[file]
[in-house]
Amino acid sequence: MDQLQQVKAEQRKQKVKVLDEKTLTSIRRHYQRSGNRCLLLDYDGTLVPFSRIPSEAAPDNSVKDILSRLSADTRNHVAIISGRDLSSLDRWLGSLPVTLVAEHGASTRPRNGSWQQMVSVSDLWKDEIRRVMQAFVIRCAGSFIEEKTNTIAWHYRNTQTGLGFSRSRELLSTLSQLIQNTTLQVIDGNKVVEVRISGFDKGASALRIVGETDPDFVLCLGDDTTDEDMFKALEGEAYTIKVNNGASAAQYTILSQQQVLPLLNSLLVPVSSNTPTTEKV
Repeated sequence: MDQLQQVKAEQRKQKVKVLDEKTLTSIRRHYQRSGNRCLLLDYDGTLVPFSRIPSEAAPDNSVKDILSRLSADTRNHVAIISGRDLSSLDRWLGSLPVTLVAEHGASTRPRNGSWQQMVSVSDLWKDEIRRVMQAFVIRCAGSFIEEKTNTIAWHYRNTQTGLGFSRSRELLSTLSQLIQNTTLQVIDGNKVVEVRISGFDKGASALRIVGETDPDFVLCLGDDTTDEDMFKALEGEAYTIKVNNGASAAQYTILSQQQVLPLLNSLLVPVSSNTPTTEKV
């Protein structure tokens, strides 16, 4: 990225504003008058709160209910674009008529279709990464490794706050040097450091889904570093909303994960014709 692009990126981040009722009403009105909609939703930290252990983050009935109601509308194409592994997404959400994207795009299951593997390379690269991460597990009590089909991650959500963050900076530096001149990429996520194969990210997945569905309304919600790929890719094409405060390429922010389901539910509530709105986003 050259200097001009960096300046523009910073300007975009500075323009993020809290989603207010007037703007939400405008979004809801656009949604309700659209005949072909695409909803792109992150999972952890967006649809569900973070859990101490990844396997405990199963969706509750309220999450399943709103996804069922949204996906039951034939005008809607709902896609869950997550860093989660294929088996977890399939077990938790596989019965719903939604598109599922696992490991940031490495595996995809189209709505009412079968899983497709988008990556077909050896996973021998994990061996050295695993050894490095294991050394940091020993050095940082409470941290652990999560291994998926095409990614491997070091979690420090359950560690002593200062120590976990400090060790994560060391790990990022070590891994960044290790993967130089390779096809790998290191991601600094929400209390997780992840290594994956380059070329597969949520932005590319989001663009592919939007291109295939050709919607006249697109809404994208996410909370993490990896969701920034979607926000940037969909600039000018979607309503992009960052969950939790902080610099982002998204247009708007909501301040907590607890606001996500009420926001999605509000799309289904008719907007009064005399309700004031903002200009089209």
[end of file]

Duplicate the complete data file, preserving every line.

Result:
[in-house]
Amino acid sequence: MDQLQQVKAEQRKQKVKVLDEKTLTSIRRHYQRSGNRCLLLDYDGTLVPFSRIPSEAAPDNSVKDILSRLSADTRNHVAIISGRDLSSLDRWLGSLPVTLVAEHGASTRPRNGSWQQMVSVSDLWKDEIRRVMQAFVIRCAGSFIEEKTNTIAWHYRNTQTGLGFSRSRELLSTLSQLIQNTTLQVIDGNKVVEVRISGFDKGASALRIVGETDPDFVLCLGDDTTDEDMFKALEGEAYTIKVNNGASAAQYTILSQQQVLPLLNSLLVPVSSNTPTTEKV
Repeated sequence: MDQLQQVKAEQRKQKVKVLDEKTLTSIRRHYQRSGNRCLLLDYDGTLVPFSRIPSEAAPDNSVKDILSRLSADTRNHVAIISGRDLSSLDRWLGSLPVTLVAEHGASTRPRNGSWQQMVSVSDLWKDEIRRVMQAFVIRCAGSFIEEKTNTIAWHYRNTQTGLGFSRSRELLSTLSQLIQNTTLQVIDGNKVVEVRISGFDKGASALRIVGETDPDFVLCLGDDTTDEDMFKALEGEAYTIKVNNGASAAQYTILSQQQVLPLLNSLLVPVSSNTPTTEKV
């Protein structure tokens, strides 16, 4: 990225504003008058709160209910674009008529279709990464490794706050040097450091889904570093909303994960014709 692009990126981040009722009403009105909609939703930290252990983050009935109601509308194409592994997404959400994207795009299951593997390379690269991460597990009590089909991650959500963050900076530096001149990429996520194969990210997945569905309304919600790929890719094409405060390429922010389901539910509530709105986003 050259200097001009960096300046523009910073300007975009500075323009993020809290989603207010007037703007939400405008979004809801656009949604309700659209005949072909695409909803792109992150999972952890967006649809569900973070859990101490990844396997405990199963969706509750309220999450399943709103996804069922949204996906039951034939005008809607709902896609869950997550860093989660294929088996977890399939077990938790596989019965719903939604598109599922696992490991940031490495595996995809189209709505009412079968899983497709988008990556077909050896996973021998994990061996050295695993050894490095294991050394940091020993050095940082409470941290652990999560291994998926095409990614491997070091979690420090359950560690002593200062120590976990400090060790994560060391790990990022070590891994960044290790993967130089390779096809790998290191991601600094929400209390997780992840290594994956380059070329597969949520932005590319989001663009592919939007291109295939050709919607006249697109809404994208996410909370993490990896969701920034979607926000940037969909600039000018979607309503992009960052969950939790902080610099982002998204247009708007909501301040907590607890606001996500009420926001999605509000799309289904008719907007009064005399309700004031903002200009089209």